Maths is one of those subjects that many of us seem to have an aversion to. It's a very dry subject that requires a degree of mental agility, and we all at some point struggled in an overly difficult maths class with an overbearing maths teacher - which tends to leave a lot of scars.
But maths is a subject that is very much worth learning, and it's one that can help you to accomplish all kinds of amazing things. The ability to hold numbers in your head, to work with abstract concepts and to know your way around mental arithmetic comes into play in a wide range of fields and opens many more doors than just learning how much your shopping list should come to. Here are some of the amazing things you can do with maths.
To understand how the world around you works, you really need to understand physics. Physics explains how particles behave at the most microscopic levels and how this affects the macroscopic world we live in and the forces that govern it.
Much of physics though is theoretical. We have never witnessed dark matter directly for instance and yet we know it exists by observing the rest of the universe. Here, maths is the tool we use to explore the unknown and to make amazing predictions that lead to new inventions and paradigm shifts in the way we think. If there was no maths, we'd have no idea about how the universe works.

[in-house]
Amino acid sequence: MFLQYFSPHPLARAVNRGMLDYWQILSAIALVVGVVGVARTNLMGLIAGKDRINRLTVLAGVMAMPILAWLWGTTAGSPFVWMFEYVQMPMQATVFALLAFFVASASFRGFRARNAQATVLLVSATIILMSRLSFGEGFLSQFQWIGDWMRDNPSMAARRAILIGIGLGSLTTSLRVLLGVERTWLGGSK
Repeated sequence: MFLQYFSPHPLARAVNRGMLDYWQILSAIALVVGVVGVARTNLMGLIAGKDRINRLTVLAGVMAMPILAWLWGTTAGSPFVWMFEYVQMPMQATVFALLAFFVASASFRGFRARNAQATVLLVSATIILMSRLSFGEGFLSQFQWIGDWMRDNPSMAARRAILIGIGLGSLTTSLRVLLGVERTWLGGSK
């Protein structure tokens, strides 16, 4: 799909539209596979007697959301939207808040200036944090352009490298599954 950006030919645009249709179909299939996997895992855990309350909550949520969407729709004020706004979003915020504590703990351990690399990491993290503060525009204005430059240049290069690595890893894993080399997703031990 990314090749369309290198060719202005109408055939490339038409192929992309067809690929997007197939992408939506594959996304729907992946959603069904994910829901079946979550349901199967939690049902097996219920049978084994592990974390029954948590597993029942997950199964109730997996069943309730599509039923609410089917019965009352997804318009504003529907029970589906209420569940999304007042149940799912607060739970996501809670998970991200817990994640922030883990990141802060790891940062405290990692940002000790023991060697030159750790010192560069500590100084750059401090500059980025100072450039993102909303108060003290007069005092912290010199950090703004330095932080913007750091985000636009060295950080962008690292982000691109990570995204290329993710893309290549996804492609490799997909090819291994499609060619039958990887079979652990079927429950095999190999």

You can use maths to understand the fundamentals of the universe then, but this is hardly going to make you rich. Perhaps a more directly useful application of maths then is in playing the stock market. Choosing which stocks and shares to bet on might seem like a matter of reading up on the latest business news, but in reality most traders use a much more systematic approach called 'quantitative analysis'. In other words, they use techniques you were probably taught in statistics to look at the recent behaviour of stocks and shares, and to then predict the direction they are most likely to move in. This way they can drastically reduce the odds of choosing badly and over the course of many transactions they should generally come out with a lot of profit. Fortunately if you can't do this yourself, there is market trading software out there which can help.
Not everyone plays the stock market, because not everyone can afford to make those investments, or feels confident enough to take those risks. However that said, using maths can be useful even if you never go near any stocks and shares, because it will allow you to monitor your own finances and better decide how to spend and save your money. Making budgets, using financial modelling, and choosing whether you can afford to pay for that holiday are all things that you can do more effectively if you have a good understanding of maths. And of course if you run a business, those same skills become immensely more profitable and important.
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